Dating back to the 12th Century, the church was built as the English headquarters for the Knights Templar, an international monastic order whose role it was to protect pilgrims on their journey to Jerusalem. The building is in two parts: the circular nave section, known as the Round church, whose shape echoes that of the Church of the Holy Sepulchre in Jerusalem; and a rectangular section, the chancel. The church was consecrated in 1185.
Its beauties have always been known to academics and art lovers. Recently, the church has also gained a surprising new fan base in the shape of readers of Dan Brown’s The Da Vinci Code, which has a chapter set in the Round. Known tongue-in-cheek locally as the Da Vinci pilgrims, these eager tourists are full of quiz-sheet questions, less about God or architectural Gothic than about mystic ley lines or the name of Brown’s sinister albino monk (Silas). Now the balance of inquiry is shifting back upmarket. The Master of the Temple Church, Robin Griffith-Jones, and David Park of the Courtauld Institute of Art have edited a stimulating volume of scholarly articles entitled “The Temple Church in London; History, Architecture, Art.”
For historical enthusiasts, Helen J Nicholson’s article, “At the Heart of Medieval London,” chronicles the church’s origins through to the 15th Century. She tells the fascinating story of how the Temple became a bank as well as a home for the Knights, with King Henry II depositing part of his income there. The Templars issued bills of exchange for cash that could be used in any of their centres in Christendom. Loans were on offer as well. It was also a place where legal documents were kept (which explains how lawyers began to populate the area).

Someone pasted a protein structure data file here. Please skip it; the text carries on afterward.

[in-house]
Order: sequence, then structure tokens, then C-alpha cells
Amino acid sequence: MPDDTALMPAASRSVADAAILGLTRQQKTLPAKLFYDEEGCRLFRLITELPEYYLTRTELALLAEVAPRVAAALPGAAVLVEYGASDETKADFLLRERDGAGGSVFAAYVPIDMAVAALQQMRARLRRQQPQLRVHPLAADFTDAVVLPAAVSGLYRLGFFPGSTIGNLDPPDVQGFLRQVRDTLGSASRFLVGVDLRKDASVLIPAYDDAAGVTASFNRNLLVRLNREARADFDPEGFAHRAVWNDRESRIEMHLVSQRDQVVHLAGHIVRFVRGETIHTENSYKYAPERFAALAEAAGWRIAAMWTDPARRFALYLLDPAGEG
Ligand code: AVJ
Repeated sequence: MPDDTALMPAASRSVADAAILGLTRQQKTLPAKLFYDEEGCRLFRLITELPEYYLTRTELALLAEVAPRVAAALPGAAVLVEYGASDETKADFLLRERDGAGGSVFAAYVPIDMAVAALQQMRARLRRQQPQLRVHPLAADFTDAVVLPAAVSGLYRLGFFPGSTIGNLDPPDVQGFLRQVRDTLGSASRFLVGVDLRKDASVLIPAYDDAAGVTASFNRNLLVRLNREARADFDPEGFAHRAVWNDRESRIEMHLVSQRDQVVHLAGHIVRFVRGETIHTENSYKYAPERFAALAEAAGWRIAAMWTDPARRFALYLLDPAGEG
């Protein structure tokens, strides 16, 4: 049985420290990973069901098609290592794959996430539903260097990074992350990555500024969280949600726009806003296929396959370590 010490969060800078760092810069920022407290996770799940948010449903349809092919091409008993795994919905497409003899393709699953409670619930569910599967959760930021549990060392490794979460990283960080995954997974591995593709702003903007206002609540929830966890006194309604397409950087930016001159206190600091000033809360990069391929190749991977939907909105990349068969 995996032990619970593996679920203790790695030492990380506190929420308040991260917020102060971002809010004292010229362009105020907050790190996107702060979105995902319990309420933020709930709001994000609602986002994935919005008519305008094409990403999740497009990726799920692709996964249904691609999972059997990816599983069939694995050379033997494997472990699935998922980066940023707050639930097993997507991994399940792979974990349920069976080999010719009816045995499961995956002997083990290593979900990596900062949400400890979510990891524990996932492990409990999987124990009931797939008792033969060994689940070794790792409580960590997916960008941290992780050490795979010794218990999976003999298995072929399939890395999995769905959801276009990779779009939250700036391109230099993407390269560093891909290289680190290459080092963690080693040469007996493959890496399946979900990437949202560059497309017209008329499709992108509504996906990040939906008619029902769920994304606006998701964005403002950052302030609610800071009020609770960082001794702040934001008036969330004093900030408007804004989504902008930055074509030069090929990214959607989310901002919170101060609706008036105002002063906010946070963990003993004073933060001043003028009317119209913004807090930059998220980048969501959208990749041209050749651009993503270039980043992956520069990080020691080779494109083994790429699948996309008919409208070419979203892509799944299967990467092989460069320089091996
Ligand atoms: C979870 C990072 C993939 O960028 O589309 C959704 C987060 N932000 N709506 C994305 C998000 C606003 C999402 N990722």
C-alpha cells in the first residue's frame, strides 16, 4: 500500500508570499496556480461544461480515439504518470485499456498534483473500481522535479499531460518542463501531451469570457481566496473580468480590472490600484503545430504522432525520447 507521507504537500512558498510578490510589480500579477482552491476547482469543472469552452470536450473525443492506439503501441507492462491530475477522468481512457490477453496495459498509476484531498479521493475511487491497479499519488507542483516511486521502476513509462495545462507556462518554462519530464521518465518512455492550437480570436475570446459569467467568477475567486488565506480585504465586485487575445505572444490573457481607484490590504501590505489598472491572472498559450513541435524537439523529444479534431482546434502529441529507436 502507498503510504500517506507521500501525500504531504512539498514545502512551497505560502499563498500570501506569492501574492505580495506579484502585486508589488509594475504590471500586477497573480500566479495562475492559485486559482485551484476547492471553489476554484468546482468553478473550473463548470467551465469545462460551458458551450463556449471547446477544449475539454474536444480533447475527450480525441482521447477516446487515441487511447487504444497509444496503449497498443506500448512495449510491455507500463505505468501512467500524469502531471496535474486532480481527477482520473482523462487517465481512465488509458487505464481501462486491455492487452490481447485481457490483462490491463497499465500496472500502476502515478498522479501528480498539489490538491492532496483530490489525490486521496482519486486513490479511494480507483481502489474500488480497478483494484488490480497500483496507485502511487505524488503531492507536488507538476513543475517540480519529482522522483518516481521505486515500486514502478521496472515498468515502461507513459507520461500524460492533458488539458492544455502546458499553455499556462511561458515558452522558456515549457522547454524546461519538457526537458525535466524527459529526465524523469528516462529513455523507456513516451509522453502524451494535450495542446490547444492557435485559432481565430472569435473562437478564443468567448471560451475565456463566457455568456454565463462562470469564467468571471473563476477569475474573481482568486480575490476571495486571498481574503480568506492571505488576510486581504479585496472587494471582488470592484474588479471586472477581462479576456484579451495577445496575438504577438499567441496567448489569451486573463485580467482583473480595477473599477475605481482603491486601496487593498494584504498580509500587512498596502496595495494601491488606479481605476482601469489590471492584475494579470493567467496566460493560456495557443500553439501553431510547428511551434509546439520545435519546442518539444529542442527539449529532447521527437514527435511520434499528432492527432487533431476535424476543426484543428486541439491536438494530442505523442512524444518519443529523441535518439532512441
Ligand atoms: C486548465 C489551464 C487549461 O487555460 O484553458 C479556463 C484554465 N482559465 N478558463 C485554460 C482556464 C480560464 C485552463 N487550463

There are several articles on the church’s architecture, with Christopher Wilson arguing that it was a key influence on the architecture of Canterbury Cathedral and the English Gothic style, and Virginia Jansen highlighting the aesthetics of the choir in the chancel. Griffith-Jones suggests that Christopher Wren’s refurbishment of the church in the 17th Century, commissioned by the Inns of the Temple, paid homage to ancient Saxon common law
David Park writes about medieval burials and monuments in the church, while David Lankester describes the 13th Century military effigies displayed in the round church. Rosemary Sweet discusses the 18th Century’s enthusiasm for the Gothic, which in turn renewed interest in the church. In the 19th Century, the church underwent a controversial restoration which is explored by William Whyte, and which was in turn destroyed by the Blitz on the night of 10 May 1941, when the Luftwaffe dropped more than 100,000 bombs on the capital.
In the immediate aftermath, Cecil Beaton photographed a model staring at the damage to the church. The result ran in the September 1941 edition of Vogue, captioned, “Fashion is indestructible.”
A print of the photograph is included in the magnificent collection of 107 plates in the book, both black and white and colour. Although this is intended as a text for academics, this fascinating book contains so many gems about a church that is arguably the geographical and spiritual home of barristers that it should interest all those trained in the legal tradition.
Chris McWatters, Garden Court Chambers, is a member of Counsel’s Policy and Editorial Board